The Loom of Thessaly


Title: The Loom of Thessaly  

Author:  David Brin

Publisher:  N/A

Pages:  48

Format Read:  Kindle

“The Loom of Thessaly” is a novella about a loom. To be more precise, it is a sci-fi novella that blends Greek myth and science and maybe a touch of fantasy (and it’s difficult to go into too much detail without spoiling the story). And, humanity, with its hopes and ideals and creativity, may actually be ‘guided’ by…well. That is part of the suspense.

Basically, the novella refers to the Greek Fates – Clotho, who created the threads of human fate, Lachesis, who dispersed the threads, and Atropos, who determined death by cutting the threads of fate.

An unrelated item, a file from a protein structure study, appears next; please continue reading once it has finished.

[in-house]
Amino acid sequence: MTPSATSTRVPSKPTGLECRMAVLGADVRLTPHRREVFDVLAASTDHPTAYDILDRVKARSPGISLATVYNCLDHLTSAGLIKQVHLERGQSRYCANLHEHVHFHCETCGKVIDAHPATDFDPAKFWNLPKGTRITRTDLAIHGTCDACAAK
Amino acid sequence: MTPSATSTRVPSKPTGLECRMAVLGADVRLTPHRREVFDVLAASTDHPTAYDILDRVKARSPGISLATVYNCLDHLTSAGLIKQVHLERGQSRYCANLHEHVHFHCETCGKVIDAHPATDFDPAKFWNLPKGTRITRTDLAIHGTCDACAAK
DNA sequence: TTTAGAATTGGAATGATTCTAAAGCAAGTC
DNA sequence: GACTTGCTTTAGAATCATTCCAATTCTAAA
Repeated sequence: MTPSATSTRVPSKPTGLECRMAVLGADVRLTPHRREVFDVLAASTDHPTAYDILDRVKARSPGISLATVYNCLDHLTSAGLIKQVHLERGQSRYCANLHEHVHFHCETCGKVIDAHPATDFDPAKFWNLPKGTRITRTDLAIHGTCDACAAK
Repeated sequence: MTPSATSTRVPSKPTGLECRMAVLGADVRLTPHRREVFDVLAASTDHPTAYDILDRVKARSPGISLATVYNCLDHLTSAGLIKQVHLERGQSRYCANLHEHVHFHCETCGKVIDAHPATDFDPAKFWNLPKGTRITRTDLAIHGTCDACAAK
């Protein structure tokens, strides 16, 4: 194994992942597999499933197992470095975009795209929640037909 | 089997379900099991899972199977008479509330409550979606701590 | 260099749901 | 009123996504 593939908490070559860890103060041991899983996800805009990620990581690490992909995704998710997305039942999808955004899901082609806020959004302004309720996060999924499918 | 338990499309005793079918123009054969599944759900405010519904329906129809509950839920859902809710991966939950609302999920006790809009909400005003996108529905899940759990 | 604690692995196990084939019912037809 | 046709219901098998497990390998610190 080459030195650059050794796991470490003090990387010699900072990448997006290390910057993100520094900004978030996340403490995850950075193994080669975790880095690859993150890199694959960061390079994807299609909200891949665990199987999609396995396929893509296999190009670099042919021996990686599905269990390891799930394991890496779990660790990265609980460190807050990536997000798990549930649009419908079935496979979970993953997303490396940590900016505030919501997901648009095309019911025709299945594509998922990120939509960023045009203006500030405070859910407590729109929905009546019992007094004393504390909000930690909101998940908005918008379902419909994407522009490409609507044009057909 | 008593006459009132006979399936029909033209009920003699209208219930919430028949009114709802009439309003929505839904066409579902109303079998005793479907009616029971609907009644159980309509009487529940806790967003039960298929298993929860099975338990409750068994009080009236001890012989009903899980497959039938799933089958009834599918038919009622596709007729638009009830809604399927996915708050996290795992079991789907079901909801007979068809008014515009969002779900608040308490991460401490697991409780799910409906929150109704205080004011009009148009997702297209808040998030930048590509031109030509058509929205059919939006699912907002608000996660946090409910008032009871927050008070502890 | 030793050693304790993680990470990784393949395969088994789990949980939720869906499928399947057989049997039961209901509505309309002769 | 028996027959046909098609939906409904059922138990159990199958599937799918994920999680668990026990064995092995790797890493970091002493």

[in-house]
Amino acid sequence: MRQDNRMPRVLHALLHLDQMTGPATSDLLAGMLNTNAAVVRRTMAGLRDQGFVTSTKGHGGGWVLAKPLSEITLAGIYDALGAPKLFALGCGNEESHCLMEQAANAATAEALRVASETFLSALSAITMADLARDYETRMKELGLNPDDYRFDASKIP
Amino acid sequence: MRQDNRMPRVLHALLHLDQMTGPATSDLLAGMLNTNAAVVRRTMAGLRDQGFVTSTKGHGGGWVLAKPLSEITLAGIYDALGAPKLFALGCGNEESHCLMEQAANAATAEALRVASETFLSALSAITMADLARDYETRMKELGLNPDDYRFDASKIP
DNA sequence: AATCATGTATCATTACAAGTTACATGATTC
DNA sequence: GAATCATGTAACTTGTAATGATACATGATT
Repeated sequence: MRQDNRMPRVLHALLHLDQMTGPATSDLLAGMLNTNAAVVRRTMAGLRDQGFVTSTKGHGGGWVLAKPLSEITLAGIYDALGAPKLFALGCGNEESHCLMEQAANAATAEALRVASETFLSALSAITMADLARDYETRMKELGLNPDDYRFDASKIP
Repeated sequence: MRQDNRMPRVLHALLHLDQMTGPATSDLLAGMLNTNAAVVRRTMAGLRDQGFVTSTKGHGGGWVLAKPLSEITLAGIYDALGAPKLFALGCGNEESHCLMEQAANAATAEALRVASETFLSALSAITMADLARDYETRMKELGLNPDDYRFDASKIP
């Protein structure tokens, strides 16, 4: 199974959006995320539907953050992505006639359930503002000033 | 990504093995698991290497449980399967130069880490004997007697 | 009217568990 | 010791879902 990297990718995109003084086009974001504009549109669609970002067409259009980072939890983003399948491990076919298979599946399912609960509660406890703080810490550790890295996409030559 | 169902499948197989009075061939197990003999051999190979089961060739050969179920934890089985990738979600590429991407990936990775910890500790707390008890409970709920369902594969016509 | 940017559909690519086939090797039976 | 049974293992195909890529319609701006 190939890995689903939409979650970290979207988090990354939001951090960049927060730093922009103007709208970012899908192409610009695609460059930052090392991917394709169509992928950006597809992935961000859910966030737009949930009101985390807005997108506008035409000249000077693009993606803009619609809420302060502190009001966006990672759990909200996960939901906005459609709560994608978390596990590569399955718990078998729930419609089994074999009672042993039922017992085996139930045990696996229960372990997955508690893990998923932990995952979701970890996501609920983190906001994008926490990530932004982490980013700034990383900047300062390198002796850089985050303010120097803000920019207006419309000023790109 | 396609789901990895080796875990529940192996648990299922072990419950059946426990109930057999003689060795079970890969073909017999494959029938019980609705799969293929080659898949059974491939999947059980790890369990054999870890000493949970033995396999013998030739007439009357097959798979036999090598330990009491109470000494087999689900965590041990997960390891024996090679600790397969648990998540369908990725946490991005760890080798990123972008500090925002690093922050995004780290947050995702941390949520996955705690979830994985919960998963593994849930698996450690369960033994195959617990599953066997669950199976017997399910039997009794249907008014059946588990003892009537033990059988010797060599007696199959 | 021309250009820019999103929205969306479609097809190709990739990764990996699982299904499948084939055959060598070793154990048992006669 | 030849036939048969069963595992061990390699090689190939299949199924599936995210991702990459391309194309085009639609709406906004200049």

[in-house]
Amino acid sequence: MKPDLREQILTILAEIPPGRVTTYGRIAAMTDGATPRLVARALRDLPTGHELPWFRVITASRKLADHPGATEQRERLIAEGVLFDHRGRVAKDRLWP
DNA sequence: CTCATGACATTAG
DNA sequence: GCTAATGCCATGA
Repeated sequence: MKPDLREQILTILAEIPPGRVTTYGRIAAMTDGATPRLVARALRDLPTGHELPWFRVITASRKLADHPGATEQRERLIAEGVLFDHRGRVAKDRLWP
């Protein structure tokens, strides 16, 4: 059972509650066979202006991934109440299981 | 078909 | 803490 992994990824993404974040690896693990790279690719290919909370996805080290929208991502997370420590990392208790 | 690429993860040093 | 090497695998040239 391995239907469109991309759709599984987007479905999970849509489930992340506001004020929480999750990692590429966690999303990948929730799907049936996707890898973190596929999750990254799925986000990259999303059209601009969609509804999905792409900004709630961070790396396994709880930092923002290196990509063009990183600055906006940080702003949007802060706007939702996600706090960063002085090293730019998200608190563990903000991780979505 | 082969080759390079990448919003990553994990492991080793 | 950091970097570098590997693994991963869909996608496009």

The protagonist Pavlos discovers that not all myths are inherently mythical when he finds a certain Doric, or Minoan, or Cretan style structure. He is also called a hero by a mysterious stranger and given a bronze suit of armour whose design seems ancient. But it can’t be old, because it looks new. Besides, it fits him perfectly. And from there on, the story gets really, really strange.

“The Loom of Thessaly” is a fascinating and an extremely innovative story, and I found that I read through this one really quickly. It is strikingly original and a lot of fun to follow Pavlos into that bizarre and peculiar adventure.

Overall I thought this novella unexpected and delightful.


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